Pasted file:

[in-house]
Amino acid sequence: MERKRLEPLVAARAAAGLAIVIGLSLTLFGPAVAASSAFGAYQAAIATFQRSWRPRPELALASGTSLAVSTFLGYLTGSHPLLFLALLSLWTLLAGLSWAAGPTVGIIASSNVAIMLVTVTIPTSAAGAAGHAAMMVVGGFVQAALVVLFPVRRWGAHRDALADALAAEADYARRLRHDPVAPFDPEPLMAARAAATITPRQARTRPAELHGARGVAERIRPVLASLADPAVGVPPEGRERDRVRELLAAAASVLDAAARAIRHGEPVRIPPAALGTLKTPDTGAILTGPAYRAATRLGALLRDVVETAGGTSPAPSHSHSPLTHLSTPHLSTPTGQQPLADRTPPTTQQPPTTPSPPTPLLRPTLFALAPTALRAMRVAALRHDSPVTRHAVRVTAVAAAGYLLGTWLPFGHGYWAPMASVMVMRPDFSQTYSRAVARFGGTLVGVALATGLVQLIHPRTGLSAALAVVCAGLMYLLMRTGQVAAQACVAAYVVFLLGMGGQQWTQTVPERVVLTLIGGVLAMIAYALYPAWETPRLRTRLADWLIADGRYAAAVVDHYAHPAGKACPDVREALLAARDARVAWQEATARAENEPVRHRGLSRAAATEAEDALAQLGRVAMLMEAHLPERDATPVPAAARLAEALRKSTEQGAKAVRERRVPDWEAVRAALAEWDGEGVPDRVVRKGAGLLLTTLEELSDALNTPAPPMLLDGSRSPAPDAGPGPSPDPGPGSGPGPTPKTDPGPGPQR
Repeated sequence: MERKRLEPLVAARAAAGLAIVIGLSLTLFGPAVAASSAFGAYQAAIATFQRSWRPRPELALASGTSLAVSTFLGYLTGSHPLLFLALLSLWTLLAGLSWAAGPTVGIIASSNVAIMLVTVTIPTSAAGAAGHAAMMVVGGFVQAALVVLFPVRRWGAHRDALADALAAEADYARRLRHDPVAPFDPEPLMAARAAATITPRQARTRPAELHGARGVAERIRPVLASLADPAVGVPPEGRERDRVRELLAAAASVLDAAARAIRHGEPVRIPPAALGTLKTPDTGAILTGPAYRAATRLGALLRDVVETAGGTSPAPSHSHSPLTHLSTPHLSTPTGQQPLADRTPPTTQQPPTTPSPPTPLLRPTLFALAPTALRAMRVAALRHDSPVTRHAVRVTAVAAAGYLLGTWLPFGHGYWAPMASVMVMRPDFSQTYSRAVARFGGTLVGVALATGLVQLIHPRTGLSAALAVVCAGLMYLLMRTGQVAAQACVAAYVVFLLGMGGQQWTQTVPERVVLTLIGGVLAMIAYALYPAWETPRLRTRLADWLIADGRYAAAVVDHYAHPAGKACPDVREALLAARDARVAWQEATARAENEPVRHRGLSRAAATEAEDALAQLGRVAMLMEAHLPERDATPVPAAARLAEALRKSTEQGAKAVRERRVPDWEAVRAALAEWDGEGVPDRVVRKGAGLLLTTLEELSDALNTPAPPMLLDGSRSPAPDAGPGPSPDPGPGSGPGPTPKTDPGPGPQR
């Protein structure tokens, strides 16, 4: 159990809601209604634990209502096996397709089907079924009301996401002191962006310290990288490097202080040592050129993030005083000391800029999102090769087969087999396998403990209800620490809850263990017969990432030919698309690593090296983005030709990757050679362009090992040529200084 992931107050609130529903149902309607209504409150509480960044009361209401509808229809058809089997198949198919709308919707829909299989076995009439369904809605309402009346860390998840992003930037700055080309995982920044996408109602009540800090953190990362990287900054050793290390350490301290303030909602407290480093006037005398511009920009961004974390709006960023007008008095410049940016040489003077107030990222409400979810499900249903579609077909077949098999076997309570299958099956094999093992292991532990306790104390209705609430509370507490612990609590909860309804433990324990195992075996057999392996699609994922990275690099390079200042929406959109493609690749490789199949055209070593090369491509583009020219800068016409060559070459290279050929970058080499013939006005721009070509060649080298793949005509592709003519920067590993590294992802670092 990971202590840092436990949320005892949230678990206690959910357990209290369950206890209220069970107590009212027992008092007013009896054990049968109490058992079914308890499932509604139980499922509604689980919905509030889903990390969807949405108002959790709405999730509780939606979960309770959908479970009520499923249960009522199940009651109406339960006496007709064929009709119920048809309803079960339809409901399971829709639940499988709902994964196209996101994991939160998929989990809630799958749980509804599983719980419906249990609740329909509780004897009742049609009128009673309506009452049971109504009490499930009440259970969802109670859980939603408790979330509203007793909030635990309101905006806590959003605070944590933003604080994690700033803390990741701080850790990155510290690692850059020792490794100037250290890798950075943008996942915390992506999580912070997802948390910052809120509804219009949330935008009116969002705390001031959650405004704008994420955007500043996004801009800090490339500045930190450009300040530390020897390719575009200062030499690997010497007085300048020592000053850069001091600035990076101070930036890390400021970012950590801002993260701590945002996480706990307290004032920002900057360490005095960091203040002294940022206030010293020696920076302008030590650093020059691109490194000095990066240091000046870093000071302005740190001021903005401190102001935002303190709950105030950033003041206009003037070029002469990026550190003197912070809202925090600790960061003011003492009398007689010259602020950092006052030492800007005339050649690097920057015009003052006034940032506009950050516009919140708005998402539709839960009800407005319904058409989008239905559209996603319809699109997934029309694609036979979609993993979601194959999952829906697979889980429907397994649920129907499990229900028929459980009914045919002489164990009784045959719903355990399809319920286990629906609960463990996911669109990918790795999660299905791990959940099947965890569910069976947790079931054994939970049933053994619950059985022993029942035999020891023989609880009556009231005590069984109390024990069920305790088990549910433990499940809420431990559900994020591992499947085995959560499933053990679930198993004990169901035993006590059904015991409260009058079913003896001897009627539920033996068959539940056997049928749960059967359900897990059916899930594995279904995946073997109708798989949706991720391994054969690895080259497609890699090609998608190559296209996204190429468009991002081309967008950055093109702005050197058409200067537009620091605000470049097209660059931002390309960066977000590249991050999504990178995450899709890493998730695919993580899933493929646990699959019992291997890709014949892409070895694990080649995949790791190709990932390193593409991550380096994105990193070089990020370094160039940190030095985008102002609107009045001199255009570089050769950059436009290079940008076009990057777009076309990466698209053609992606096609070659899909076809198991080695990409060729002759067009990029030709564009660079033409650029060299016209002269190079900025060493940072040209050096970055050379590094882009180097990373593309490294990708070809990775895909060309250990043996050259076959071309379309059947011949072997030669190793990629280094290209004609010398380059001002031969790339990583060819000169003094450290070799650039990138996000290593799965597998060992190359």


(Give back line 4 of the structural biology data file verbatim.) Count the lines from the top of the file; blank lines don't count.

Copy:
């Protein structure tokens, strides 16, 4: 159990809601209604634990209502096996397709089907079924009301996401002191962006310290990288490097202080040592050129993030005083000391800029999102090769087969087999396998403990209800620490809850263990017969990432030919698309690593090296983005030709990757050679362009090992040529200084 992931107050609130529903149902309607209504409150509480960044009361209401509808229809058809089997198949198919709308919707829909299989076995009439369904809605309402009346860390998840992003930037700055080309995982920044996408109602009540800090953190990362990287900054050793290390350490301290303030909602407290480093006037005398511009920009961004974390709006960023007008008095410049940016040489003077107030990222409400979810499900249903579609077909077949098999076997309570299958099956094999093992292991532990306790104390209705609430509370507490612990609590909860309804433990324990195992075996057999392996699609994922990275690099390079200042929406959109493609690749490789199949055209070593090369491509583009020219800068016409060559070459290279050929970058080499013939006005721009070509060649080298793949005509592709003519920067590993590294992802670092 990971202590840092436990949320005892949230678990206690959910357990209290369950206890209220069970107590009212027992008092007013009896054990049968109490058992079914308890499932509604139980499922509604689980919905509030889903990390969807949405108002959790709405999730509780939606979960309770959908479970009520499923249960009522199940009651109406339960006496007709064929009709119920048809309803079960339809409901399971829709639940499988709902994964196209996101994991939160998929989990809630799958749980509804599983719980419906249990609740329909509780004897009742049609009128009673309506009452049971109504009490499930009440259970969802109670859980939603408790979330509203007793909030635990309101905006806590959003605070944590933003604080994690700033803390990741701080850790990155510290690692850059020792490794100037250290890798950075943008996942915390992506999580912070997802948390910052809120509804219009949330935008009116969002705390001031959650405004704008994420955007500043996004801009800090490339500045930190450009300040530390020897390719575009200062030499690997010497007085300048020592000053850069001091600035990076101070930036890390400021970012950590801002993260701590945002996480706990307290004032920002900057360490005095960091203040002294940022206030010293020696920076302008030590650093020059691109490194000095990066240091000046870093000071302005740190001021903005401190102001935002303190709950105030950033003041206009003037070029002469990026550190003197912070809202925090600790960061003011003492009398007689010259602020950092006052030492800007005339050649690097920057015009003052006034940032506009950050516009919140708005998402539709839960009800407005319904058409989008239905559209996603319809699109997934029309694609036979979609993993979601194959999952829906697979889980429907397994649920129907499990229900028929459980009914045919002489164990009784045959719903355990399809319920286990629906609960463990996911669109990918790795999660299905791990959940099947965890569910069976947790079931054994939970049933053994619950059985022993029942035999020891023989609880009556009231005590069984109390024990069920305790088990549910433990499940809420431990559900994020591992499947085995959560499933053990679930198993004990169901035993006590059904015991409260009058079913003896001897009627539920033996068959539940056997049928749960059967359900897990059916899930594995279904995946073997109708798989949706991720391994054969690895080259497609890699090609998608190559296209996204190429468009991002081309967008950055093109702005050197058409200067537009620091605000470049097209660059931002390309960066977000590249991050999504990178995450899709890493998730695919993580899933493929646990699959019992291997890709014949892409070895694990080649995949790791190709990932390193593409991550380096994105990193070089990020370094160039940190030095985008102002609107009045001199255009570089050769950059436009290079940008076009990057777009076309990466698209053609992606096609070659899909076809198991080695990409060729002759067009990029030709564009660079033409650029060299016209002269190079900025060493940072040209050096970055050379590094882009180097990373593309490294990708070809990775895909060309250990043996050259076959071309379309059947011949072997030669190793990629280094290209004609010398380059001002031969790339990583060819000169003094450290070799650039990138996000290593799965597998060992190359």